NVIDIA has been embroiled in controversy with its flagship GeForce RTX 4090 graphics card and new 16-pin "12VHPWR" power connector, and now GamersNexus have done the world a favor... pushed it to its limits... melting the cable at over 250C.
The team at GamersNexus used an X-ray imaging and scanning electron microscope inspection for the card in a great amount of detail, done by a third-party failure-analysis lab on the 12VHPWR power connector. GamersNexus added that his personal sources at AIB partners say that the risk of issues on their GeForce RTX 4090 graphics cards was somewhere between "0.05% and 0.1% which is virtually nothing... but it's still a major problem at the end of the day.
Anyone can have their 12VHPWR power connector on the flagship GeForce RTX 4090, especially if you don't plug it in correctly, or get foreign objects (how?!) or bits of plastic and metal that are induced in the process of seating the game, or at the end of the day, a manufacturing issue. The main issue seems to stem from people not seating the game properly, or pulling at it, or the cable out of the card at an angle. Boom, failure.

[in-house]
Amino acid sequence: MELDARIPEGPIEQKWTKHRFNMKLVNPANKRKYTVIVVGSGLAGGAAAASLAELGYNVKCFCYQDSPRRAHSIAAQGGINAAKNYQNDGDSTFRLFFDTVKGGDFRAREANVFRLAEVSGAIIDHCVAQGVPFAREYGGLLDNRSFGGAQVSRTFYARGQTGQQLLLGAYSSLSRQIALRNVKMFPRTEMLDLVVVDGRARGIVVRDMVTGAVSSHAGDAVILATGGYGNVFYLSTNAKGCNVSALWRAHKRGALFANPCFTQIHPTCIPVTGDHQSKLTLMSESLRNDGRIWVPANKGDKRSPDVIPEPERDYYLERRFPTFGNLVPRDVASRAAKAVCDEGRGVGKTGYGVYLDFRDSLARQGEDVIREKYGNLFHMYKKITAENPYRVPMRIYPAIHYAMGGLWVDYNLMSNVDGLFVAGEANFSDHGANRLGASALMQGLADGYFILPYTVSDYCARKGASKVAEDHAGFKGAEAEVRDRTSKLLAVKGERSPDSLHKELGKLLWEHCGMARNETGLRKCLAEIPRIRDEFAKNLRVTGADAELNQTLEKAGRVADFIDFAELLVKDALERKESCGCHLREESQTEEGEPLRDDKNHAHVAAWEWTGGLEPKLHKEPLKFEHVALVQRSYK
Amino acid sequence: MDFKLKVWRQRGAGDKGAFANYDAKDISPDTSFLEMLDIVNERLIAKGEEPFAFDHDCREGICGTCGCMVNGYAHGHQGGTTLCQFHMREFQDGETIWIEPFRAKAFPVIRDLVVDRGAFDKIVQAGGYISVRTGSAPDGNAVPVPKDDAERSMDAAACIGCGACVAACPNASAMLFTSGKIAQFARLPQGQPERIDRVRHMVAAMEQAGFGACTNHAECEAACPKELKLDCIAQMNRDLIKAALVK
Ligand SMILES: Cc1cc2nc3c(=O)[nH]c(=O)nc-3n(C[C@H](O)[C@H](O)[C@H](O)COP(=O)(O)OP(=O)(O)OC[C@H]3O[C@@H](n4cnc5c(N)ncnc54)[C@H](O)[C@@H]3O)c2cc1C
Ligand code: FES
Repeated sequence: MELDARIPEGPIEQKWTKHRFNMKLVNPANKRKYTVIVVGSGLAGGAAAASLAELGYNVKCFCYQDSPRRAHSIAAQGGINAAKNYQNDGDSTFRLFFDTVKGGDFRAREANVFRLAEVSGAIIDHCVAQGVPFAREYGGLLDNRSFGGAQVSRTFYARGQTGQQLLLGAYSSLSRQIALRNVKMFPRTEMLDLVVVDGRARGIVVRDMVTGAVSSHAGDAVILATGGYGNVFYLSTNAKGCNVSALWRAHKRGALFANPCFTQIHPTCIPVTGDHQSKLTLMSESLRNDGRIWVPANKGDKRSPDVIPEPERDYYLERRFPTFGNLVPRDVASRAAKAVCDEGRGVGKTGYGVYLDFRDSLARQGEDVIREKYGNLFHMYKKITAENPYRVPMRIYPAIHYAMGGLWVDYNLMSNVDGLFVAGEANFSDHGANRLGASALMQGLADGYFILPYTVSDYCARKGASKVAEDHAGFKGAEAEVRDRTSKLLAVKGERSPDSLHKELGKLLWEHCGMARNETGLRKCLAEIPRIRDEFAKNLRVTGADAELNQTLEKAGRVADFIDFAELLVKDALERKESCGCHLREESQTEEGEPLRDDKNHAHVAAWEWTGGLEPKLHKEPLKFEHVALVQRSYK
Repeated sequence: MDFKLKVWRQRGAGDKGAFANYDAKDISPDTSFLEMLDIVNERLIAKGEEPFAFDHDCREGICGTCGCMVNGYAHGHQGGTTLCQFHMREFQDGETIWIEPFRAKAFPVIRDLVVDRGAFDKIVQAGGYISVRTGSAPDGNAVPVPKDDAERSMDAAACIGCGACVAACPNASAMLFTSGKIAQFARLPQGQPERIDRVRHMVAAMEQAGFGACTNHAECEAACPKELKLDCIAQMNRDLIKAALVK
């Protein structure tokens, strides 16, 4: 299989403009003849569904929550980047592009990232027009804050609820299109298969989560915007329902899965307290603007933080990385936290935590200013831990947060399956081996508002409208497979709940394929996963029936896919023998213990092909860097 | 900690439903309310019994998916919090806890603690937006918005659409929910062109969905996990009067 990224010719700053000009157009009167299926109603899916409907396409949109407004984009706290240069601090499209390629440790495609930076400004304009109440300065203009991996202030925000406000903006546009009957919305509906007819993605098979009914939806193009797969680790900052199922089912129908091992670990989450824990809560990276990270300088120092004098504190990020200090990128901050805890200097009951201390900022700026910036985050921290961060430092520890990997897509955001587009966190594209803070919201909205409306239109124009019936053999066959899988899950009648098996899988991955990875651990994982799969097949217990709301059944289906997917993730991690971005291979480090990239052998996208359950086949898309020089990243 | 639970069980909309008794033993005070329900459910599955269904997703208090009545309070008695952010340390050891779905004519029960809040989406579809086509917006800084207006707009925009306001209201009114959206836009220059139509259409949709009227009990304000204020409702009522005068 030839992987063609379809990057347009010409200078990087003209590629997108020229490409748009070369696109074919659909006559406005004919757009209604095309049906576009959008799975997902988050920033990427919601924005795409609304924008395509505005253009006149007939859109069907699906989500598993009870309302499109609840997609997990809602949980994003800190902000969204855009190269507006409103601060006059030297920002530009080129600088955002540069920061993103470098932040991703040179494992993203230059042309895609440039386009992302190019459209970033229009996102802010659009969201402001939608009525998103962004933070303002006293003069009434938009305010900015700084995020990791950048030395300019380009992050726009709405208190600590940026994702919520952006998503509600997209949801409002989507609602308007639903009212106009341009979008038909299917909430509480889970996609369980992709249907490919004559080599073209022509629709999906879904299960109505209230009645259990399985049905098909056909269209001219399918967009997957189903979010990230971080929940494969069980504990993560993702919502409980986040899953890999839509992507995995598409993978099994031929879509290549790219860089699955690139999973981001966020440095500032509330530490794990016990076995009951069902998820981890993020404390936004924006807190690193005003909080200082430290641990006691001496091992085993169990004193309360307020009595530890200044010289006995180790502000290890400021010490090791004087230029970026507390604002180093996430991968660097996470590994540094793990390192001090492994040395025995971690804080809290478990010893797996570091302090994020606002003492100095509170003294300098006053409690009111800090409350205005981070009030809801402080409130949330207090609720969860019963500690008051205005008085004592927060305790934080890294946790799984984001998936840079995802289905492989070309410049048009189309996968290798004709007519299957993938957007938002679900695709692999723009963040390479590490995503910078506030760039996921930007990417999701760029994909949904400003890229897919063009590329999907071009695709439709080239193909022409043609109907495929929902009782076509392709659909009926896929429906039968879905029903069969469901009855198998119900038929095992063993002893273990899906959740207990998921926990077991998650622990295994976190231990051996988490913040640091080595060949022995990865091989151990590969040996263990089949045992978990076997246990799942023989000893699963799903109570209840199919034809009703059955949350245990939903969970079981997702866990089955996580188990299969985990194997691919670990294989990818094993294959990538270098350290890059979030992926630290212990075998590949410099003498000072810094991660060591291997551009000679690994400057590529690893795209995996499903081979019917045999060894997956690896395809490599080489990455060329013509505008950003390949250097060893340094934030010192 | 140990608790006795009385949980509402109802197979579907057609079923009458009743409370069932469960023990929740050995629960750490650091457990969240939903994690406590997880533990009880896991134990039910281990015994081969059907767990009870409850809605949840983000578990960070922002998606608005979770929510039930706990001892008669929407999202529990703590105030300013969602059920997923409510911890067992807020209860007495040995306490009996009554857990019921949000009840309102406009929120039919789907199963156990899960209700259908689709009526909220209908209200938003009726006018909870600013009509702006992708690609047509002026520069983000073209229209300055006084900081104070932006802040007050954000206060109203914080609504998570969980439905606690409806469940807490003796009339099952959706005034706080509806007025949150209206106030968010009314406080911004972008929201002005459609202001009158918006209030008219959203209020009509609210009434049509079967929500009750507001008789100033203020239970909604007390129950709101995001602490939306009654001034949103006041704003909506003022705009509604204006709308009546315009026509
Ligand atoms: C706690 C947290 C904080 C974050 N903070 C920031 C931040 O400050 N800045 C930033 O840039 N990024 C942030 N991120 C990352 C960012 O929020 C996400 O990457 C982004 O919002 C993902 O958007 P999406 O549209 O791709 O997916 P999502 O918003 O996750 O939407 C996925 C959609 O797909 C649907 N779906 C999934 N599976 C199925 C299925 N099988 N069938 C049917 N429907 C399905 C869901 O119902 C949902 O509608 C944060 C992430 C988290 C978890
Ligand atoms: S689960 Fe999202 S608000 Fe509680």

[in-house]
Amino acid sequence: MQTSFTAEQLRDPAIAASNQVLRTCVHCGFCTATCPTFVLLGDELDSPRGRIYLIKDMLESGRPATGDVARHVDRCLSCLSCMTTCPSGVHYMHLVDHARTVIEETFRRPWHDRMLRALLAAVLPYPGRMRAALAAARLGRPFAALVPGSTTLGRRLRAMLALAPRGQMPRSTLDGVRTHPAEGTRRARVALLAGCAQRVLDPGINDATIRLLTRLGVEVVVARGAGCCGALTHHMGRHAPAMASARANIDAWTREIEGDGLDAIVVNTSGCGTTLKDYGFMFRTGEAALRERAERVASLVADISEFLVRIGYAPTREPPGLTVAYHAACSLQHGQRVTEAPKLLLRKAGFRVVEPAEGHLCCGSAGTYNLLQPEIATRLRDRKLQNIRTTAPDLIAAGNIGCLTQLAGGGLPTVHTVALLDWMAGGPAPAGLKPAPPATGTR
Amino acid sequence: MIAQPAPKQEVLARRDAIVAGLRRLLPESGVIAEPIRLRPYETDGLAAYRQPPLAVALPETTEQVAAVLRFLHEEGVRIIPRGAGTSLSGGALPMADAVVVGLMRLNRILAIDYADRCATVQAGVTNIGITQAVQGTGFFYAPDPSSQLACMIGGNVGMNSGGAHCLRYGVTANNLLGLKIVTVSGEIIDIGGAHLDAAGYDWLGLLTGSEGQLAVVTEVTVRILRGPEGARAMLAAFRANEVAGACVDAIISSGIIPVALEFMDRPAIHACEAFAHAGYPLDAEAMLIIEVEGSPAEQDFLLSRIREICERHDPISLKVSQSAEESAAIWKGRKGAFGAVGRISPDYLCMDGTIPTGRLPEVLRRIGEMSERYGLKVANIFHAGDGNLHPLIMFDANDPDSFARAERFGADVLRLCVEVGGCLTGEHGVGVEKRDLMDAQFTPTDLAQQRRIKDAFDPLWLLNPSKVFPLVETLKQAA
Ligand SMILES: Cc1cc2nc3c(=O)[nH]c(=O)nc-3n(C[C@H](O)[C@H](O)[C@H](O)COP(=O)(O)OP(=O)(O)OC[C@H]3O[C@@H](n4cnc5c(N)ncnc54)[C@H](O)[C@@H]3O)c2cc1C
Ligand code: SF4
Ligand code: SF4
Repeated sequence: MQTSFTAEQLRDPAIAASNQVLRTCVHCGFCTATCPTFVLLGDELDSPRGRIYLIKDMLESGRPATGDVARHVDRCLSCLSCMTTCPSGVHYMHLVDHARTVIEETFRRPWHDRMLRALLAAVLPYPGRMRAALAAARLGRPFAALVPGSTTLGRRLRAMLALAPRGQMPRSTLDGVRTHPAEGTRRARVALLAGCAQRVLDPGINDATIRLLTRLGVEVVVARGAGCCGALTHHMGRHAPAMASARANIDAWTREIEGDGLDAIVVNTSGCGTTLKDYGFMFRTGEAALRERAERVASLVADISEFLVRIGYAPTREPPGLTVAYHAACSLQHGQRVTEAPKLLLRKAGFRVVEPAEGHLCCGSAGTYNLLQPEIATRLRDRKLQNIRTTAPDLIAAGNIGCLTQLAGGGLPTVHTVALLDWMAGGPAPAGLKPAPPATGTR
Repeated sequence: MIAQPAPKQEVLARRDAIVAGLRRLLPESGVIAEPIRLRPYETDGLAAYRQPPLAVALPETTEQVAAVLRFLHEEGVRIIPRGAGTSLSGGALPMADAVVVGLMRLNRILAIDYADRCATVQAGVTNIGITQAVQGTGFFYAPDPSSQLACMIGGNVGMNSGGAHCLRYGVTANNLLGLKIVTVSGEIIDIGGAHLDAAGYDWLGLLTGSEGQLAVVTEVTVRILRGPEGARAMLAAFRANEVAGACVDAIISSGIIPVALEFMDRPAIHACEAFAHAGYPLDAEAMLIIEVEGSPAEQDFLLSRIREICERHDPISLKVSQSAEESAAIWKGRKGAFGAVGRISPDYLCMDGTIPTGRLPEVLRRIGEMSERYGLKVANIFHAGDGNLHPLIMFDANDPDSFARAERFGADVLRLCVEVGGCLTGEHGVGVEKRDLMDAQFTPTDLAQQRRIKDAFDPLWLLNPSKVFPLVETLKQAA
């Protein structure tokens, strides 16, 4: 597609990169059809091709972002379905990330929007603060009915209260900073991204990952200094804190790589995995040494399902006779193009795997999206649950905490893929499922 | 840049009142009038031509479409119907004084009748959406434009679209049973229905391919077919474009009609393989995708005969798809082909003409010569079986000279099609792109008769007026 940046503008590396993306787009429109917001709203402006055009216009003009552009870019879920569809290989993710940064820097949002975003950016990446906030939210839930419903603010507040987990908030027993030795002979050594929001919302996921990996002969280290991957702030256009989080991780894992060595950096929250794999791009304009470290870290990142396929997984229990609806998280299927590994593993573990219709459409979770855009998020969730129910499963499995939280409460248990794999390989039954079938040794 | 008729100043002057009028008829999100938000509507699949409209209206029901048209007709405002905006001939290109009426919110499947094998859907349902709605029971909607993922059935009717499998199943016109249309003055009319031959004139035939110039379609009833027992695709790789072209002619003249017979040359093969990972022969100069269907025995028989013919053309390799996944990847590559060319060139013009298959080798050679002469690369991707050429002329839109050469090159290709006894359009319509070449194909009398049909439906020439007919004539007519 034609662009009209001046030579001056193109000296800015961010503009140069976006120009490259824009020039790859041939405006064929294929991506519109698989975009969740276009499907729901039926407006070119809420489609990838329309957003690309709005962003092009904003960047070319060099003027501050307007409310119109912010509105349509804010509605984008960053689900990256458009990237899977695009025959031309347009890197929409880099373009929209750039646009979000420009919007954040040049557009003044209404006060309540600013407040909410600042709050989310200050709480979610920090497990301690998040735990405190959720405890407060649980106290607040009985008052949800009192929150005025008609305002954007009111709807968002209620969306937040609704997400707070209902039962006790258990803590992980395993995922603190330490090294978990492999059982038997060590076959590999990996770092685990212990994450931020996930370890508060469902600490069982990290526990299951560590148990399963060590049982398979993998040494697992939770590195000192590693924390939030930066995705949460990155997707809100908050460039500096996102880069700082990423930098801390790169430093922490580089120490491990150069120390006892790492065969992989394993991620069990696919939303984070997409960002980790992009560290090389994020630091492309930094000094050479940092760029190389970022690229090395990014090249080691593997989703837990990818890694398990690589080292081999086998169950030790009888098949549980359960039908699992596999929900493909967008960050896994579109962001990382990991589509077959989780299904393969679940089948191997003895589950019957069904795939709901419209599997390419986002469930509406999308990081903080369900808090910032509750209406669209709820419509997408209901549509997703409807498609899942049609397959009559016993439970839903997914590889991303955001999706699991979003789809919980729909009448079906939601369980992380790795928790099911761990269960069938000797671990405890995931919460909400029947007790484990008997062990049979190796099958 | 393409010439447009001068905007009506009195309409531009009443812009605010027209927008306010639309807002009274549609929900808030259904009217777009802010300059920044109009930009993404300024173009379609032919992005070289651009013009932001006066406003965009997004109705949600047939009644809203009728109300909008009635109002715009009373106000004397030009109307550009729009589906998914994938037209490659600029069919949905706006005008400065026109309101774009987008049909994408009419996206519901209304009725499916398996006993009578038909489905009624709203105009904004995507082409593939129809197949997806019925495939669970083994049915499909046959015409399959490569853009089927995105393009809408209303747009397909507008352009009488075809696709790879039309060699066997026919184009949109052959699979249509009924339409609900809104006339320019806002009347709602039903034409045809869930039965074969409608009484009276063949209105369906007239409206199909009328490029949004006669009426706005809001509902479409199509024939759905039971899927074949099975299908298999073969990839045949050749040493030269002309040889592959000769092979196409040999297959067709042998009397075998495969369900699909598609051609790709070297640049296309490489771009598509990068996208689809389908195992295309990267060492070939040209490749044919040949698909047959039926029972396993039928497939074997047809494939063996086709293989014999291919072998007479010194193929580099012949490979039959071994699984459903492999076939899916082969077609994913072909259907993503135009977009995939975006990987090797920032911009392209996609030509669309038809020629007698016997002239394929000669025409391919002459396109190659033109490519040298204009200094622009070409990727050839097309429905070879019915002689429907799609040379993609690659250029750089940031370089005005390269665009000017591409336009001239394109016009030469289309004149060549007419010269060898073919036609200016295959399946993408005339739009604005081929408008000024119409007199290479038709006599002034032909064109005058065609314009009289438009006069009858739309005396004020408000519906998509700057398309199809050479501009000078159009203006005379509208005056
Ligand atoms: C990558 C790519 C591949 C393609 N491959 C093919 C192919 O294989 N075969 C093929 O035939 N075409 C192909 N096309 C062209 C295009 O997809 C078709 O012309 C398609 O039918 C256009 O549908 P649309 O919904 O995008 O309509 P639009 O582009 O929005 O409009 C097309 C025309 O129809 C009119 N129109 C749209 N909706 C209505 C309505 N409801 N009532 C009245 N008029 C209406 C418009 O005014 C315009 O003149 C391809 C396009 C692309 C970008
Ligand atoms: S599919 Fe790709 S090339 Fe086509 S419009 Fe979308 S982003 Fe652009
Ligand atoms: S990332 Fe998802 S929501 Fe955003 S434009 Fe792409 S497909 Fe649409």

- Read more: NVIDIA: 'continue to investigate reports' of RTX 4090 + 16-pin power issues
- Read more: PCI-SIG now considering changes to problematic 12VHPWR connector
- Read more: NVIDIA working with AIBs 'around the clock' on GeForce RTX 4090s blowing up
- Read more: Multiple GeForce RTX 4090 cards DEAD, melted 16-pin power connectors!
Steve Burke, editor-in-chief of GamersNexus, said that multiple failure theories can now be thrown out -- with early reports suggesting weak solder joints on the adapter could see it break, but this isn't an issue -- GamersNexus' X-Ray cross-section scope at the cable with poor soldering means this theory is probably unlikely.
During the testing, the team removed 4 of the 6 of the 12-volt power plugs from the adapter cable, meaning they were feeding all of the power into the GeForce RTX 4090 through just two single 12-volt connectors, and yet they still didn't have a failure... it was all good.